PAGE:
- The CommonWell Health Alliance made waves at HIMSS13 in New Orleans when its founding partners announced they would be banding together to solve the challenge of making their EHR and health IT systems and services interoperable. So what did the vendor association have to say at HIMSS14?
In short, it is making headway. “There has been tremendous progress made,” Scott Stuewe, Director of Client Results Executive at Cerner Corporation who heads up the CommonWell Program Management Committee, told EHRIntelligence.com.
That progress fell into three categories or activities that have been crucial in getting a production-ready service into the hands of CommonWell’s pilot provider partners. The first focused on the development of the technology itself with much of the heavy lifting being done by Relay Health. “We all did development of our own to make that technology come together. So that was built in the last year,” says Stuewe.
The second major task was getting all the association’s participating vendors to agree on an organizational structure and operation, which Stuewe claims was no small undertaking.
“We built the organization that didn’t exist prior, and that is not to be trivialized,” he continues, “to get seven — now nine — competing organizations together to agree on a single document to sign, a CommonWell membership agreement. It exists today and now has had two trial runs with new organizations to find out if they will sign it unchanged.”
The third challenge centered on finding the right vendor partners to take part in CommonWell’s pilot program, which proved to be more difficult than perhaps anticipated.
“Since we can’t share our client lists, it’s pretty hard to figure out where to even work,” Stuewe reveals. “You have to have kind of cagey conversations — Where do you like? I like here — that’s the way we ended up choosing our geographies. Then once we got relationships with a few organizations, they could help us identify referral patterns and opportunities which made life easier once that was the case.”
Having rolled out a production-ready interoperability service to these pilot providers, the vendor association has come face to face with just how problematic interoperability can be. The pilot has served as a learning process with the participating providers proving why having health IT systems interoperate is important:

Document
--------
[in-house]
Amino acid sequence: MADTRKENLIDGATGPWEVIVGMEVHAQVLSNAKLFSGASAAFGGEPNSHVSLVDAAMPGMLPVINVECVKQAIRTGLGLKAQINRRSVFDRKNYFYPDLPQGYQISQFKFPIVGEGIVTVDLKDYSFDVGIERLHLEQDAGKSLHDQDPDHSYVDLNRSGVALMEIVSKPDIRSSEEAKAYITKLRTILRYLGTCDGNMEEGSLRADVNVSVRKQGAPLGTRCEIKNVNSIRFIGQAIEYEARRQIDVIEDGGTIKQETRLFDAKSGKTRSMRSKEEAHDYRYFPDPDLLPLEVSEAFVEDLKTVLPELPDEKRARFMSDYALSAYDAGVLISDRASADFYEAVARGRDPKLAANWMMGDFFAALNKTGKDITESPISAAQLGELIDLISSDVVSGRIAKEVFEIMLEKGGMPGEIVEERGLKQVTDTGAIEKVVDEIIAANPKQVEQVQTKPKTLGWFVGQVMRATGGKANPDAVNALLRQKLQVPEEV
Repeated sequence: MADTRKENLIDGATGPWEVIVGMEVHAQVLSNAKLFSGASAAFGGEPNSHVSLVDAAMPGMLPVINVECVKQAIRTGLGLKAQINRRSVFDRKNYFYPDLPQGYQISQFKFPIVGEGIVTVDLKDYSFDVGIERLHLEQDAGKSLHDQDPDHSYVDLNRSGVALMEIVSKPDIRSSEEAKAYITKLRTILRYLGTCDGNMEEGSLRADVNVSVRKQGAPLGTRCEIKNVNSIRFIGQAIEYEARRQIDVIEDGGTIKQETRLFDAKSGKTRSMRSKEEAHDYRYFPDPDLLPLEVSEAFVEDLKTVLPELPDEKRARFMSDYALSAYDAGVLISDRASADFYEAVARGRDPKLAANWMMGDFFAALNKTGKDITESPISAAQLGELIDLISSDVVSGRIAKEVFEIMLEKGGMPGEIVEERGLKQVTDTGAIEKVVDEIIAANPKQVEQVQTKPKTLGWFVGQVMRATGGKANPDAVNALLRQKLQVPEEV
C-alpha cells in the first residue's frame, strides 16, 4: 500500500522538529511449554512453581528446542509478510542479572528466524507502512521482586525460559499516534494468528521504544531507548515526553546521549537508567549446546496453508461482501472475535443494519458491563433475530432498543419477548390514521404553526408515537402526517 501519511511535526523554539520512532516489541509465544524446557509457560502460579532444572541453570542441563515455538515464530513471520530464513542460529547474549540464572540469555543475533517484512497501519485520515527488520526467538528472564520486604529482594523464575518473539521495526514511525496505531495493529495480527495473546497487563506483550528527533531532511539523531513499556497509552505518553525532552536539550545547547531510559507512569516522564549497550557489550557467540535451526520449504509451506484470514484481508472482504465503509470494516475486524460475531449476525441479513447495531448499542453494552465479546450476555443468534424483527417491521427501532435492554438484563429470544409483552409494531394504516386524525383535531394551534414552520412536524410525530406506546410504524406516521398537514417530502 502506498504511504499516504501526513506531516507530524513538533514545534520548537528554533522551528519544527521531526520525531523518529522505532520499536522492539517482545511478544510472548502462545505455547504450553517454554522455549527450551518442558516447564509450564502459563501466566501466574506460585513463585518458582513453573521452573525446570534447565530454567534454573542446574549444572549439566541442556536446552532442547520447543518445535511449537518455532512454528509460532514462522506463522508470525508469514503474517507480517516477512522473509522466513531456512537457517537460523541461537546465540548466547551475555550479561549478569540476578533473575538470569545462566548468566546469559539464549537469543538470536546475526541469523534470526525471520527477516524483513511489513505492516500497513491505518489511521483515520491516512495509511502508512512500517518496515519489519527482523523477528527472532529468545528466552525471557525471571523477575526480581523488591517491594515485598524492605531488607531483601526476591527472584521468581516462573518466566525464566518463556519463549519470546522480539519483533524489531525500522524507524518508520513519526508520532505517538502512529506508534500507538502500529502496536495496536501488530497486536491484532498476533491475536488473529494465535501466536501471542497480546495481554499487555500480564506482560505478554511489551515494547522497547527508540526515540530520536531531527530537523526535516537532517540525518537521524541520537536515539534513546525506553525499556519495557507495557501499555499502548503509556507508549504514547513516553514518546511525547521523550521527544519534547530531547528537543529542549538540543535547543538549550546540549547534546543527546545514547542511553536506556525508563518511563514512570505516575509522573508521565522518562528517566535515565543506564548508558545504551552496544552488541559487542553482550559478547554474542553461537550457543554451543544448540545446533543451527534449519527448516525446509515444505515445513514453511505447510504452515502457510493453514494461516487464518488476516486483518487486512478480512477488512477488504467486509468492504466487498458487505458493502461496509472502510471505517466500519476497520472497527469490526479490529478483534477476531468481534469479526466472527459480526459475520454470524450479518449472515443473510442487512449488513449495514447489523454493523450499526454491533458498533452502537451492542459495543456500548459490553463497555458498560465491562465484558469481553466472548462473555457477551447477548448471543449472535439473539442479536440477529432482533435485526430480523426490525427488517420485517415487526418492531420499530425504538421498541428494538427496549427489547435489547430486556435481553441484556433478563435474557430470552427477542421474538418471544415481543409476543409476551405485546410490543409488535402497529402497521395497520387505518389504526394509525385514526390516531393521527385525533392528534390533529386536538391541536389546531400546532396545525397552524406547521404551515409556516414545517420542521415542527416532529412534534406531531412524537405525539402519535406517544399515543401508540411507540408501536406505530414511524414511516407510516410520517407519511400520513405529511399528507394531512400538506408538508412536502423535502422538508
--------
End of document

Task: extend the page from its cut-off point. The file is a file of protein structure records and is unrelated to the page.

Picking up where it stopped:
They have shown us mostly that what we’re doing is really valuable because if we can make it easier than it is because today it’s too hard — if the next iteration of this, if the next client I roll out can be done in 30 days instead of 3 months — we are committed as each independent organization to optimize and roll out to our clients. That is an independent exercise by each of us, and at CommonWell we’re committed to making the process of onboarding a new member easier. Those are the things that we learned. There’s more work to do around optimizing both of those things.
Interoperability relies on standards but standards are not as standard as some have come to believe, claims Stuewe. “People believe that the existence of a standard means that things just plug and play,” he explains. “Standards are very helpful, but in the absence of a clear understanding of implementation of the standard you can’t be sure that the part you comply with and the part they comply with is identical.”
Much of that has to do with compliance, which shows wide variation among providers. “No one is 100 percent compliant with the entire standard. That’s mostly because most people can’t be,” Stuewe contends. “Finding that perfect subset of functionality that is always implementable so that this is the kind of thing we can implement the way an ATM company deploys an ATM. You just plug it in and it works.”
CommonWell like the rest of the industry is still short of that. “That’s where we want to be. Where we are is shy of there, but we are way farther along than we were last year in terms of being able to replicate this from client site to client site within each of our independent organizations,” Stuewe admits.
While the vendor association is not where it wants to be at the moment, it has its sights set on being there this year and hopefully demonstrating that service at HIMSS15. “If that is done by next year and we have multiple clients running in this model and have markets where this is actually connecting a lot of places and creating real value in healthcare, that is the goal,” concludes Stuewe.